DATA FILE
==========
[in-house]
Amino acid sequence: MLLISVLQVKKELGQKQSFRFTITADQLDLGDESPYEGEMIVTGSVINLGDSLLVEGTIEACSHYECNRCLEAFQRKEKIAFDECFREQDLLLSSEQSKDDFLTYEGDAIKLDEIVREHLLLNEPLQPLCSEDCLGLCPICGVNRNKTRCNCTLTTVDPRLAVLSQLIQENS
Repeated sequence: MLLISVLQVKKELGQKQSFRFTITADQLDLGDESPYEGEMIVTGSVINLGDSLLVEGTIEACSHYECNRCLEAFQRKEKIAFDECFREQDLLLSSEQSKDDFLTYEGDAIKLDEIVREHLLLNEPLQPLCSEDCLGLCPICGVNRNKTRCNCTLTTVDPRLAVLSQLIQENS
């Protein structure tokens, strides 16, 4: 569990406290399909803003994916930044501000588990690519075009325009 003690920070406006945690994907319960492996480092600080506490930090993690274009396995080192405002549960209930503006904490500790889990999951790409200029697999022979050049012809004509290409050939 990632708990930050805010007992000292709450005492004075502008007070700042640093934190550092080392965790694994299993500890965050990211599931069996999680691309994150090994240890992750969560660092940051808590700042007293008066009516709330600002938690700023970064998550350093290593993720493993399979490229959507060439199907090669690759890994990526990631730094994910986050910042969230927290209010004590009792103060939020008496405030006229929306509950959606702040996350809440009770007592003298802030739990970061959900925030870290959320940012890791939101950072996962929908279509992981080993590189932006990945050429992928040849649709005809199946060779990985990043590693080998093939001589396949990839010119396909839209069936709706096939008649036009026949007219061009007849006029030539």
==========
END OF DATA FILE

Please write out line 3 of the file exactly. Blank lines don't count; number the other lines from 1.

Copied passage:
Repeated sequence: MLLISVLQVKKELGQKQSFRFTITADQLDLGDESPYEGEMIVTGSVINLGDSLLVEGTIEACSHYECNRCLEAFQRKEKIAFDECFREQDLLLSSEQSKDDFLTYEGDAIKLDEIVREHLLLNEPLQPLCSEDCLGLCPICGVNRNKTRCNCTLTTVDPRLAVLSQLIQENS